Jackson Preparatory School

By RUSS UPTON,

With one of the largest Extended Reality Labs of its kind in any K-12 school in the country, Jackson Prep is preparing students for the technology-filled world they are bound to encounter. In April 2018, the school inaugurated its Extended Reality (XR) Learning Lab in the Jesse L. Howell, Jr. library. With an initial installation of 24 virtual-reality stations, the XR Lab allows students to use state-of-the-art hardware and software for a wide variety of educational purposes.

To work at each station, students put on a headset that gives them a picture of virtual surroundings. The students use hand controllers that enable them to interact with the virtual surroundings. For example, the student can point, make a fist, and even grab virtual objects. The setup utilizes an Oculus Rift headset in conjunction with dedicated Alienware PCs.

The stations allow faculty to incorporate XR into their lesson plans. Geography teachers use Google Earth VR to give students a 360-degree view of sites around the world. Students fly through cities and landscapes with a sense of actually being there.

The app, used by History and English teachers, as well as a student taking European History, allows the user to visit buildings, famous architecture, or famous landmarks discussed in class. English classes studying Shakespeare visit the Globe Theatre on the app to help visualize how big the building actually is and imagine themselves attending a performance there.

Anatomy apps allow science teachers to guide students through the body’s organs and systems. “Not too long ago, when students learned about the heart and its functions, they looked at a simple diagram in a textbook,” noted Denny Britt, Jackson Prep’s Chief Operating Officer. “Now, with extended reality, a student can go inside a beating heart, see the valves opening and closing, and learn by experiencing the functions of the heart.”

Within extended reality, students can view the outside of healthy organs and those with diseases. Students can see the outside of a brain and then view the neurons firing from the inside. This amazing experience would be impossible to do any other way. These interactive extended reality programs allow students to visualize their lesson, which leads to better understanding and retention of the subject matter.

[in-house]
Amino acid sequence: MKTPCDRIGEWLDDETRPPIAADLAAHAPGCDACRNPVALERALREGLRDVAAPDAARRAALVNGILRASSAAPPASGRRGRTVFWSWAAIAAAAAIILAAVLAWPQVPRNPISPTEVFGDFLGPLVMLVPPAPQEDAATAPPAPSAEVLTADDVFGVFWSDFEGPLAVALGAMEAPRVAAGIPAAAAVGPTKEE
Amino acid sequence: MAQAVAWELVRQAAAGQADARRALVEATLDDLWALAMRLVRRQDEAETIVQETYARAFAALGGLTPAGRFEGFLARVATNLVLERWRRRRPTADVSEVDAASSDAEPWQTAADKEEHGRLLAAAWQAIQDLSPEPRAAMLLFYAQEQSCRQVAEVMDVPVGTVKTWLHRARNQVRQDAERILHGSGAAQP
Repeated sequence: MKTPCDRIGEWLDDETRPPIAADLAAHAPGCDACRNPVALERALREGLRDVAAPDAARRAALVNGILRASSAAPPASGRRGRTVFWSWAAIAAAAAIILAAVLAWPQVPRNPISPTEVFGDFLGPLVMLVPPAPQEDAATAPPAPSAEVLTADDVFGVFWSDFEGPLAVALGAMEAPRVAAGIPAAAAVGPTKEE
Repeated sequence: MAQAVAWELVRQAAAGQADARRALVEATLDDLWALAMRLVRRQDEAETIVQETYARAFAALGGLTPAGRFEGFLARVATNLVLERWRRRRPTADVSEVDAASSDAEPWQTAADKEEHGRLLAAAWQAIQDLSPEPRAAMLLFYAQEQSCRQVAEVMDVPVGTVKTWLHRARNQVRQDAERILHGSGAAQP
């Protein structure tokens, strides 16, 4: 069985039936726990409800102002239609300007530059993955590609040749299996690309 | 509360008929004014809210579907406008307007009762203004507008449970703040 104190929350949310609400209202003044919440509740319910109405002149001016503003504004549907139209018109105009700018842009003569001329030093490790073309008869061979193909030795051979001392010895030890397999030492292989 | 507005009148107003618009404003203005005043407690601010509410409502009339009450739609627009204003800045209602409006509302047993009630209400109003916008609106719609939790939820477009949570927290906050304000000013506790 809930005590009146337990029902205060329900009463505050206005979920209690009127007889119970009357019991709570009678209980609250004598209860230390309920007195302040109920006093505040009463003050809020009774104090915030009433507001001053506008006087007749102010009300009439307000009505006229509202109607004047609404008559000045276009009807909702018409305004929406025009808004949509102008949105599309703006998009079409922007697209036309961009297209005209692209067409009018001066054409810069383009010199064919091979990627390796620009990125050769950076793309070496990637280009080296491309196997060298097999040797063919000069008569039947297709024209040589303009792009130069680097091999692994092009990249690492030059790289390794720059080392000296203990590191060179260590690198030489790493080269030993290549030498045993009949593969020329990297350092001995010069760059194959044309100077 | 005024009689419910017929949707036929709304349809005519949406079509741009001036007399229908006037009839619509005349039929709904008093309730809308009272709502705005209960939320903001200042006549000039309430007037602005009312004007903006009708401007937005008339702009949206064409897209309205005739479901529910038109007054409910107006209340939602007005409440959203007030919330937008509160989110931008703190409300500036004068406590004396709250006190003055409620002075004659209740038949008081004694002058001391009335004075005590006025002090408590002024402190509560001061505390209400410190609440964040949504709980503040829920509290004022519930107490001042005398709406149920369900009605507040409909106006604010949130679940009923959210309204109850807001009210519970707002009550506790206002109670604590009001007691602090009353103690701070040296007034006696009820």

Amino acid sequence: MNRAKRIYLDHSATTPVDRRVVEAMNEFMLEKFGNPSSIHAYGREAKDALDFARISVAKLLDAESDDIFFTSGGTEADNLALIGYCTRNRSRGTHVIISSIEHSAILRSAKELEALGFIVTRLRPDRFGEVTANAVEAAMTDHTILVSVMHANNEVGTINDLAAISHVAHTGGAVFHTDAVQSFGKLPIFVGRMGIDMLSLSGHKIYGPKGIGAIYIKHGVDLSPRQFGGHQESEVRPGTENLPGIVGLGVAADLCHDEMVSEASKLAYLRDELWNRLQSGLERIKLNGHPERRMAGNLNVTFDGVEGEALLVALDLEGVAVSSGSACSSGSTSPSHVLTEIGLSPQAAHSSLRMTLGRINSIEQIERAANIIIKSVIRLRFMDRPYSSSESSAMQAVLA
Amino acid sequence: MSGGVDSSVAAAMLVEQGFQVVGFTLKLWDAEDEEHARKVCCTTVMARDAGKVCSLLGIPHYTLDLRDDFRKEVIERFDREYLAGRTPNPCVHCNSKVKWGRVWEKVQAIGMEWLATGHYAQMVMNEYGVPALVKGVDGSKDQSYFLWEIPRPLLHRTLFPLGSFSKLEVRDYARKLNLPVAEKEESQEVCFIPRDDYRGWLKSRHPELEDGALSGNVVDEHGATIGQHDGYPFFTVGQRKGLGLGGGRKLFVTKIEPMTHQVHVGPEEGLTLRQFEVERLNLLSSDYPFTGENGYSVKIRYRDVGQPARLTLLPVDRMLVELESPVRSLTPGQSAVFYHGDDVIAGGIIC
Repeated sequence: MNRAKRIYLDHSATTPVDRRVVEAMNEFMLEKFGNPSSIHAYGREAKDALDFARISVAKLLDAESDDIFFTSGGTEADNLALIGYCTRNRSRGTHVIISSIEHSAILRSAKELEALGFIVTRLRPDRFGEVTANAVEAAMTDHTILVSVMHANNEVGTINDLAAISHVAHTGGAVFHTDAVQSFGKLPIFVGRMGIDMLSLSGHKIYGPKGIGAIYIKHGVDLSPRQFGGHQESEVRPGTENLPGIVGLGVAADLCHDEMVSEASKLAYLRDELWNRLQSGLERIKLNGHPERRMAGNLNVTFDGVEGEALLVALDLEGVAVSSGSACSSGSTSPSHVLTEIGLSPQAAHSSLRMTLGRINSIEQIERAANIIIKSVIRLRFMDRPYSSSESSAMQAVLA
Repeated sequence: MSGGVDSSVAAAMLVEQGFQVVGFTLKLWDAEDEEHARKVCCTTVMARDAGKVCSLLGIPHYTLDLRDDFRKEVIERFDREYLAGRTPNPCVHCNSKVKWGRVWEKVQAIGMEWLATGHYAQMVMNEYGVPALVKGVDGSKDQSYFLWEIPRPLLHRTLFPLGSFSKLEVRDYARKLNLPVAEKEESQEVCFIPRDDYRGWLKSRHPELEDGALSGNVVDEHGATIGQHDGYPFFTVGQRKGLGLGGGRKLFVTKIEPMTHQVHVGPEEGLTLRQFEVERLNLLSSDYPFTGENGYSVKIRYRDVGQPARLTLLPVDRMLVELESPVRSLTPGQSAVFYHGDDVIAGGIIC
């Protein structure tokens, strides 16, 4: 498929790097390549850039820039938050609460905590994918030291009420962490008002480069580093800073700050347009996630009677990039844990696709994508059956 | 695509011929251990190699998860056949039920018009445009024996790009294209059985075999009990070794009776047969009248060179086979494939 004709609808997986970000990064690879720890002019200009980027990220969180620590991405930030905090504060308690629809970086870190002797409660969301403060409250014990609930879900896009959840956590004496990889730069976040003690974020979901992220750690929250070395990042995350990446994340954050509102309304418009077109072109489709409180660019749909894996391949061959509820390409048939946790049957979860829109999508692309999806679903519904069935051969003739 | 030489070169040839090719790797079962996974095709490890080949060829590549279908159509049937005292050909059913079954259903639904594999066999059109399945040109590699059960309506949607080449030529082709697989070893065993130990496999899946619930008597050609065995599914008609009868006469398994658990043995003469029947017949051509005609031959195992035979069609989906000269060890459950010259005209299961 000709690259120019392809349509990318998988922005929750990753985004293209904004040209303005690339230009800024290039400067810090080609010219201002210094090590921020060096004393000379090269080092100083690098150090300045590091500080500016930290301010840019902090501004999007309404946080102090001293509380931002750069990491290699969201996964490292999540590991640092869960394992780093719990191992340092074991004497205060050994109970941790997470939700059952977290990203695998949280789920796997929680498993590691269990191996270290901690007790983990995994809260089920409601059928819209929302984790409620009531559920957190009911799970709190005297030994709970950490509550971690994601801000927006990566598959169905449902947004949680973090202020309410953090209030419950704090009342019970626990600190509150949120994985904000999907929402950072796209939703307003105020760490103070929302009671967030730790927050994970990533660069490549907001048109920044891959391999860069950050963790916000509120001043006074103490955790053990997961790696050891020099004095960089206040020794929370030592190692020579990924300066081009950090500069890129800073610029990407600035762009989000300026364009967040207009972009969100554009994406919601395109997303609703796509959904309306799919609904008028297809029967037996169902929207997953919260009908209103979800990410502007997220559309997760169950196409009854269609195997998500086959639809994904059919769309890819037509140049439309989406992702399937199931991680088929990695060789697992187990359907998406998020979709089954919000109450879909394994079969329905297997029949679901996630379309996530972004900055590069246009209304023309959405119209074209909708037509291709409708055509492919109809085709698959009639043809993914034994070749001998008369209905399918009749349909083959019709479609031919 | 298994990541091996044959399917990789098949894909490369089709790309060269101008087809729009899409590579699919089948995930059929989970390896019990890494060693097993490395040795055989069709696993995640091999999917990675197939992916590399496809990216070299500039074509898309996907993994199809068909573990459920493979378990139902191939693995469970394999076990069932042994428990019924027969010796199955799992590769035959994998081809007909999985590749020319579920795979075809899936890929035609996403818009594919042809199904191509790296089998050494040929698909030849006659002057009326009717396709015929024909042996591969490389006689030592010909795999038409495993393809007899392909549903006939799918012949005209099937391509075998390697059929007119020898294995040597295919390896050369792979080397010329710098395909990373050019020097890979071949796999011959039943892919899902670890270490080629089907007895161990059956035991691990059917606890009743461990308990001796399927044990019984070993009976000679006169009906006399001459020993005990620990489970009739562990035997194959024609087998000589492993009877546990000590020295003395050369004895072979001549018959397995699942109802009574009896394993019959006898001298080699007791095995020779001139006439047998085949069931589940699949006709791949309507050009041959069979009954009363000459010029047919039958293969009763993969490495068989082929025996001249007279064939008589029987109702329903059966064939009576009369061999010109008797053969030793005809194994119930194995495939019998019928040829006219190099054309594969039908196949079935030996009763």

Hundreds of other educational extended-reality apps are currently becoming available, and one of the functions of the XR Lab will be to help teachers and students find the best software experiences available for their particular educational goals.

English teacher Nathan Devine said, “XR technology provides what education should: immersion. At Prep, students engage and make unique products. In the past, that might have been accomplished by handing someone a paintbrush, but XR is the next generation of learning—it’s handing a paintbrush to the mind.”

Next to the XR stations is a dedicated laptop where teachers observe their students working. Director of Instructional Technology Laurie Van Pelt said, “The teacher laptop is really awesome because it allows teachers to interact with their students in the same virtual space.” The shared space is an app called Infinite Whiteboard, which allows students to be in a virtual classroom with the teacher. It is password protected, which ensures the class’s privacy. Using that same computer, the teacher can monitor students’ progress in the apps.”

“Extended reality technology will play a big role in not only education but in the professional world in the years to come. The school hopes the extended reality classes and the XR Lab will offer an amazing opportunity to broaden Prep’s horizons,” Norma Cox, Prep’s Director of Library Services and XR Learning Lab Director, said, “Educators are seeing increased engagement levels and improved test scores across the board with extended reality education programs.”

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